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Regarding the various pronunciations of 法字, how much of the below is accurate?

法 as in 法国:

  • Mainland: Fǎ
  • Taiwan: MoeDict has Fǎ, with Fà listed only as “旧音”, but my understanding is that most Taiwanese people use “Fà” even in modern times. Is this correct?

法 as in 法律 etc.

  • Always fǎ, as fǎr as I know.

法 as in 没法儿:

  • Every dictionary I have lists this as fǎr, but I'm pretty sure I've always heard it as fār (at least in northern China). Is this right?

法 as in 法子:

  • I haven't really heard this word used much, but listed here for completeness. MoeDict has this as fá, whereas mainland dictionaries list it as fǎ.
  • According to CC-CEDICT 200603, the 法 in 法国 is indeed pronounced Fà, in Taiwan. – goPlayerJuggler Aug 27 at 8:15
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In all your examples, it is more productive to think of 法 as having the pronunciation of fǎ and that alone. But your examples illustrated 2 systematic situations where tones are customarily shifted:

Situation 1

  • when followed by a character with the third tone, third tone is shifted to second tone

In 法子, outside of colloquial use or regional dialect, 子 has the third tone. Thus 法 which usually has the third tone now has second tone. In actuality, you are welcome to pronounce both in third tone. But I suspect it will sound like second + third nevertheless.

Situation 2

  • In dialects

法儿 is a dialectic idiom for "method". This Baidu page on Beijing dialect contains the word. To someone not from the area, 法儿 is still a legible word but the dialectic pronunciation is not known. Hence, the word may be used but pronunciation is the standard fǎ. The interesting thing is that standard Mandarin is supposed to have modeled after Beijing dialect. At least pronunciation should have. But that's clearly not being the case.

法子 (with 子 pronounced as the shortened neutral tone) is also a colloquial idiom for "method". I would not be surprised if it is pronounced differently in different regions. I can see both second and third tone being used. (It can potentially mean a person in ~Warring Era due to 子. In that case it would not have this pronunciation of 子.)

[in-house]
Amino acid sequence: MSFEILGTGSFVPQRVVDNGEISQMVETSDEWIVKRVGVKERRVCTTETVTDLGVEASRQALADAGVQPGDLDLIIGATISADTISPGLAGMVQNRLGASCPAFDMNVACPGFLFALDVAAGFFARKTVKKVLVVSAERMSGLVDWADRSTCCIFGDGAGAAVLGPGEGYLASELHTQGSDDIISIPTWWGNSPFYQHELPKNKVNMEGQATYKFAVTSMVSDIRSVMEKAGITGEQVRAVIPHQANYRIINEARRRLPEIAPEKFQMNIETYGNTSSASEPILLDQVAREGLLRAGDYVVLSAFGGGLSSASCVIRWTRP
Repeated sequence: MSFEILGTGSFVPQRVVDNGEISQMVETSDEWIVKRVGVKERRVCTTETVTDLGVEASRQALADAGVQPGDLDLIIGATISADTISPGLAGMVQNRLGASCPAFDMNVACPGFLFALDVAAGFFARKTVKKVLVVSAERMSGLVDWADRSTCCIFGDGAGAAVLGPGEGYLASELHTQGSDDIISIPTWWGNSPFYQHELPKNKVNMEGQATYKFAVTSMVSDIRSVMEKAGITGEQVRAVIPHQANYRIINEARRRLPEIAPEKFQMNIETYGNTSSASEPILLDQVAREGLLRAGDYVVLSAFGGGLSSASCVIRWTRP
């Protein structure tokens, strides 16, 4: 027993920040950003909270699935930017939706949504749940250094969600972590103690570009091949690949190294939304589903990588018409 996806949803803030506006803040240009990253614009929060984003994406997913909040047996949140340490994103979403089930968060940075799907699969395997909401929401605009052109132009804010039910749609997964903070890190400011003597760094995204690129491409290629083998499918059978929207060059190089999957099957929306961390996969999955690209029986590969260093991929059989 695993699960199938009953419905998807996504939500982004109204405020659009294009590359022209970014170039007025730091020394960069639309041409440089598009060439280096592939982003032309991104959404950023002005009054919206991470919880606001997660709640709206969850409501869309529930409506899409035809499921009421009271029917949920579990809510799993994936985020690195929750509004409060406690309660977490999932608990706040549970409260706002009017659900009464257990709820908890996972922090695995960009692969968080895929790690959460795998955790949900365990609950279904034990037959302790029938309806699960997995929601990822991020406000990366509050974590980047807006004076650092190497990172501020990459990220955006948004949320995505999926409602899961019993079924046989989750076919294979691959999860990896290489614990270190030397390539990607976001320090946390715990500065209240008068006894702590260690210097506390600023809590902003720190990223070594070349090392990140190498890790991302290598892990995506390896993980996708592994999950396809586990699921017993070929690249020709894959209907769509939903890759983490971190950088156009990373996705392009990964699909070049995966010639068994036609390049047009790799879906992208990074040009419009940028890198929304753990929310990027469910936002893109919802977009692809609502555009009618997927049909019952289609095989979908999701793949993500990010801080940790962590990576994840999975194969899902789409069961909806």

Situation 3

  • When 1st tone is at the end of a word, in certain cases, it is shortened.

That's story of another day.


most Taiwanese people use “Fà” even in modern times. Is this correct?

Not sure about most. But I have heard it as Fà many times and have not heard otherwise from Taiwanese.


The people who study phonetics do have particular theories on why and when tones shift. They have more to do with way sounds are made -- not mechanically second -> third. Phonetic studies in Chinese start way way way back as well, without which we would not know how to pronounce classical Chinese and classical poetry. But at this moment in history, tones are much simplified in Chinese. This double third tone -> second + third scenario is one of the few 'rules' that are still prevalent.

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  • "In 法子, 子 has the third tone" - It does? If so, that's yet another thing not listed in any of my dictionaries. All of them list the 子 in this word as 轻声, even the Taiwanese pronunciations, which typically have less 轻声s than mainland ones. – Lionel Rowe Aug 19 at 20:17
  • @LionelRowe: I was just editing. 法子 is a colloquial word when meaning method. In that case, I am not aware of standard pronunciation for the word (not sure where it came from). – Argyll Aug 19 at 20:28
  • @LionelRowe: Finish editing. Please take a(nother) look. – Argyll Aug 19 at 20:33
  • Ah I see, that makes a lot more sense. I wasn't aware of the 战国 dude. Thanks for the detailed answer! – Lionel Rowe Aug 19 at 20:35
  • @LionelRowe: Np! – Argyll Aug 19 at 20:36
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法 as in 法国:

Mainland: Fǎ Taiwan: MoeDict has Fǎ, with Fà listed only as “旧音”, but my understanding is that most Taiwanese people use “Fà” even in modern times. Is this correct?

You can use Fǎ or Fà to represent 法国. But most Taiwanese people(99.9%) use Fà.

法 as in 法律 etc.

Always fǎ, as fǎr as I know.

Yes, 「法」律 always fǎ.

法 as in 没法儿:

Every dictionary I have lists this as fǎr, but I'm pretty sure I've always heard it as fār (at least in northern China). Is this right?

Yes, you'll hear lots 儿 in northern China. We call that 捲舌音。

e.g.

我沒法(儿)跟你一起去了。 I can't go with you.

法 as in 法子:

I haven't really heard this word used much, but listed here for completeness. MoeDict has this as fá, whereas mainland dictionaries list it as fǎ.

I believe you'll see these phrase on many ancient Chinese dramas.

e.g.

我有個法子了。 I've got a idea/method...

我沒法子了。 I've no idea/method...

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  • I just want to point out that the question was not about the 兒話音 itself, but the tone. – Olle Linge Aug 22 at 6:20

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